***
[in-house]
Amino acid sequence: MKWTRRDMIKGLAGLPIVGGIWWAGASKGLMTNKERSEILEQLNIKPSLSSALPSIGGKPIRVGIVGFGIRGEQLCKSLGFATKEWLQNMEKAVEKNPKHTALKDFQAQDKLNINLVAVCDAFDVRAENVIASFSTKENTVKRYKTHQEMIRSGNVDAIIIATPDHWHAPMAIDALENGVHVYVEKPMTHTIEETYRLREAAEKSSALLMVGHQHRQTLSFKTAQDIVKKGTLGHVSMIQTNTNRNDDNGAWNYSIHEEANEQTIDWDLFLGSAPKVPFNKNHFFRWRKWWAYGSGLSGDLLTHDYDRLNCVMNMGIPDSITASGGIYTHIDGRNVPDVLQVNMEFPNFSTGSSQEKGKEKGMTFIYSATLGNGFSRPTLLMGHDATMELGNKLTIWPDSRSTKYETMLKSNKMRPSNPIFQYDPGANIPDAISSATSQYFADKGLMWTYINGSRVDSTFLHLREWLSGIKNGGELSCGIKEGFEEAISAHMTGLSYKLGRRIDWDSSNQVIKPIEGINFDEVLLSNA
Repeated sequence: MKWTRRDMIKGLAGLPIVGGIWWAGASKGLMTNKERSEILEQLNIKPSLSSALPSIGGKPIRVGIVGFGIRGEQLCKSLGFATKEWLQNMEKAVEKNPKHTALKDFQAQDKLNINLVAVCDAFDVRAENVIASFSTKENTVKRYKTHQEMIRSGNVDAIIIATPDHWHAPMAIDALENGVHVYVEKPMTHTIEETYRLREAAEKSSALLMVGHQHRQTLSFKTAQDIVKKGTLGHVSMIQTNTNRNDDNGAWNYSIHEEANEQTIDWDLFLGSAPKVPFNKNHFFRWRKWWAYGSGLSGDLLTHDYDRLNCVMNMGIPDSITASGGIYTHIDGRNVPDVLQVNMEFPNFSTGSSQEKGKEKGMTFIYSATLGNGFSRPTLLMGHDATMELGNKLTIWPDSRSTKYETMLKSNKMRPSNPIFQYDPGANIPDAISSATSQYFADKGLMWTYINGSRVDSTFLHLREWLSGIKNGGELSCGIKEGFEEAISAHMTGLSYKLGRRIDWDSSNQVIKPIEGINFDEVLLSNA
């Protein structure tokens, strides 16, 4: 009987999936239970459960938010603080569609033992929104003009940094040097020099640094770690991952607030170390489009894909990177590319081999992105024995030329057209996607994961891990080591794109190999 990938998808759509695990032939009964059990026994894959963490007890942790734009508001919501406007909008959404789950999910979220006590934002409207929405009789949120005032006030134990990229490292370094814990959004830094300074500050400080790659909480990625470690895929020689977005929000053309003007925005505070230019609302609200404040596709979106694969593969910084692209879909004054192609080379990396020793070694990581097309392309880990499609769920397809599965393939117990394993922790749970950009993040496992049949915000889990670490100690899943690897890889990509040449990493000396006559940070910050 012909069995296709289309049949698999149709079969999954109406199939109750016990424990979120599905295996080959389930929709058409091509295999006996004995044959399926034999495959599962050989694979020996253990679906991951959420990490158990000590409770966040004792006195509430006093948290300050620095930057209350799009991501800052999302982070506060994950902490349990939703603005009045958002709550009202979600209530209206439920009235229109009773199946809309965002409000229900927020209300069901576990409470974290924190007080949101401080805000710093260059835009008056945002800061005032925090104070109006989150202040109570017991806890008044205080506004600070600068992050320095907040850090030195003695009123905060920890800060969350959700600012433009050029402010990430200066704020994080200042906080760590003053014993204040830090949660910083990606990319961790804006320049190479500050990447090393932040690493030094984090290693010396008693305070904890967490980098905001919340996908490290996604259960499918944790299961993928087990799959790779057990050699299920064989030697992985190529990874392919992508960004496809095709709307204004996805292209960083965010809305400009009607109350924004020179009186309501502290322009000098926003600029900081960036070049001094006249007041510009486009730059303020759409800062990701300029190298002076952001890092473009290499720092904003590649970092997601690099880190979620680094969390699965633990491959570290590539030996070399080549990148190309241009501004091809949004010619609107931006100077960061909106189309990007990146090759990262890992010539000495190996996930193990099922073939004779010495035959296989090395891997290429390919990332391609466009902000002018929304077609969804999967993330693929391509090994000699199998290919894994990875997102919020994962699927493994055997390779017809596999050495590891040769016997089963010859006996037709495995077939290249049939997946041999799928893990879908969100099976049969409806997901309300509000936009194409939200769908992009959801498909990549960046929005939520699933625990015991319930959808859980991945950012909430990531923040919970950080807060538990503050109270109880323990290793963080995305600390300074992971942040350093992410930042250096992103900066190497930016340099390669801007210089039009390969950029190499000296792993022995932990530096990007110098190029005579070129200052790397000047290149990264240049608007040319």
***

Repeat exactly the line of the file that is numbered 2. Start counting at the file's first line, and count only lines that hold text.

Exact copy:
Amino acid sequence: MKWTRRDMIKGLAGLPIVGGIWWAGASKGLMTNKERSEILEQLNIKPSLSSALPSIGGKPIRVGIVGFGIRGEQLCKSLGFATKEWLQNMEKAVEKNPKHTALKDFQAQDKLNINLVAVCDAFDVRAENVIASFSTKENTVKRYKTHQEMIRSGNVDAIIIATPDHWHAPMAIDALENGVHVYVEKPMTHTIEETYRLREAAEKSSALLMVGHQHRQTLSFKTAQDIVKKGTLGHVSMIQTNTNRNDDNGAWNYSIHEEANEQTIDWDLFLGSAPKVPFNKNHFFRWRKWWAYGSGLSGDLLTHDYDRLNCVMNMGIPDSITASGGIYTHIDGRNVPDVLQVNMEFPNFSTGSSQEKGKEKGMTFIYSATLGNGFSRPTLLMGHDATMELGNKLTIWPDSRSTKYETMLKSNKMRPSNPIFQYDPGANIPDAISSATSQYFADKGLMWTYINGSRVDSTFLHLREWLSGIKNGGELSCGIKEGFEEAISAHMTGLSYKLGRRIDWDSSNQVIKPIEGINFDEVLLSNA